The first order of business for the Apportionment Commission is the appointment of an independent member, commonly called the “tiebreaker.” In past decades, these independent members have pushed for consensus and compromise – and have even proposed their own plans – but in the end, they ultimately had to choose between two partisan maps.

When the commission format was initially proposed it was hoped that there would be enough common ground for the two parties to reach consensus on a new map. That actually worked for the first couple of legislative rounds in the 1960s and 1970s. By the time the congressional commission was created in 1991, though, it was clear that some type of tiebreaking vote would be the norm.

There are a number of flaws with this type of system. The most glaring problem historically is that tiebreaking members have idiosyncratic preferences on redistricting criteria. The New Jersey Constitution is largely silent on which principles should guide redistricting deliberations. The choice of an independent member therefore results in an unaccountable prioritization of some principles over others.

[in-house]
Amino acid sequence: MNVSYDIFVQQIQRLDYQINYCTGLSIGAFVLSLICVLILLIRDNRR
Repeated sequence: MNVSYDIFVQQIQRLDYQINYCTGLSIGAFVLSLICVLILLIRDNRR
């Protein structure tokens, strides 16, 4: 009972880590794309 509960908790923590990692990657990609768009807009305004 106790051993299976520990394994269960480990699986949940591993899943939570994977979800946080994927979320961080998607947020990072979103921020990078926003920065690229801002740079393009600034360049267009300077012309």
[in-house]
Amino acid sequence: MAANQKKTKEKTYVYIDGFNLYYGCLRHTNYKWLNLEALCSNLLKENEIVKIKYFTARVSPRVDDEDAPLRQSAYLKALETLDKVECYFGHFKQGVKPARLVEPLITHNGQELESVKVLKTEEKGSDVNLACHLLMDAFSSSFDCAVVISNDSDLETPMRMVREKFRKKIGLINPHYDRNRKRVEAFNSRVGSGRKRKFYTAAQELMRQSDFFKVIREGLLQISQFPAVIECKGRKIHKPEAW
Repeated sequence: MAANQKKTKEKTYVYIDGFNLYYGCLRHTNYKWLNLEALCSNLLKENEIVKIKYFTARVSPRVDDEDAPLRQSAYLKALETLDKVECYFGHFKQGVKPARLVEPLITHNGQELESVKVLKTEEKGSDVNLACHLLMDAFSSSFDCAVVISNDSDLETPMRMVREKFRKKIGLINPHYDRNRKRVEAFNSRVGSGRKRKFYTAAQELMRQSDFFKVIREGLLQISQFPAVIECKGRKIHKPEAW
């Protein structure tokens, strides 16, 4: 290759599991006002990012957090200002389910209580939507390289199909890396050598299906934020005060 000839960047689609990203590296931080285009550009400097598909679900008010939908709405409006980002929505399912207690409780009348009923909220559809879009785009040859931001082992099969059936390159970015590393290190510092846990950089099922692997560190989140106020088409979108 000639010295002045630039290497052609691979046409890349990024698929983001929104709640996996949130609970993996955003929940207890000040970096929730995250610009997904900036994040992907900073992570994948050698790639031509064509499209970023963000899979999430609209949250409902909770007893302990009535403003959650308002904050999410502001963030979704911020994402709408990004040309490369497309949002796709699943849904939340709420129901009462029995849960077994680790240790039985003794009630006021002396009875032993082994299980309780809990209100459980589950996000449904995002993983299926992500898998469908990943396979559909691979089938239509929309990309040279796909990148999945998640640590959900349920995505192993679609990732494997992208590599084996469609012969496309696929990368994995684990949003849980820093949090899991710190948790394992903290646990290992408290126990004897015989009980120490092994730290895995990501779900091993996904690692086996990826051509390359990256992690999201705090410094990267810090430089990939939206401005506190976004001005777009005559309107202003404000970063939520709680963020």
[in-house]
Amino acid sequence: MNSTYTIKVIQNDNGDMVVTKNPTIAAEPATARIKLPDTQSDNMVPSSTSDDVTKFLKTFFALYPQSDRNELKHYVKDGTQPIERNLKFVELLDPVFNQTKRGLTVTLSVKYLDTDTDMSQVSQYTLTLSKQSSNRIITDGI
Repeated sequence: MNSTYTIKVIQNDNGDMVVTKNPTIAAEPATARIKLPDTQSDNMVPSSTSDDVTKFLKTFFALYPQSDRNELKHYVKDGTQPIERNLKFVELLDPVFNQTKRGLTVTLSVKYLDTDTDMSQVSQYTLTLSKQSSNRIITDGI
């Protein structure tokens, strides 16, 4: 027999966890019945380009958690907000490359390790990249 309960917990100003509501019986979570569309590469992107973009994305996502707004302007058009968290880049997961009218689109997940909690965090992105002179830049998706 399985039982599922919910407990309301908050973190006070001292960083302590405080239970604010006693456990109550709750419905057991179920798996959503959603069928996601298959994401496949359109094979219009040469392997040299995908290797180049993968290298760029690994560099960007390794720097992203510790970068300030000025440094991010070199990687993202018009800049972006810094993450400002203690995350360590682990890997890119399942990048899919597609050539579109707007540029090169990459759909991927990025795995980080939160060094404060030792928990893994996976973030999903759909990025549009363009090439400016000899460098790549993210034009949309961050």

In the state’s past experience, one tiebreaker focused on “partisan fairness” while another was mainly concerned with “continuity of representation.” It comes as no surprise that the independent member has chosen the partisan map that came closer to meeting these personal priorities, or at least were convinced by one party that their map was closer to these priorities.

Two years ago, I joined with a group of redistricting experts who proposed improvements to New Jersey’s apportionment process. Our recommendations included increasing transparency and public input; instituting standard, yet flexible, guidelines for redrawing the legislative map; and creating a panel of not one, but three, independent members.

An independent panel means no single personal priority could drive the process. Moreover, a multi-member panel can bring greater diversity and representation. It is worth noting that the tiebreakers on every past commission have been white men from either Rutgers or Princeton.

This year will be different though, at least for the congressional commission. And this could provide a blueprint for the legislative commission tiebreaker.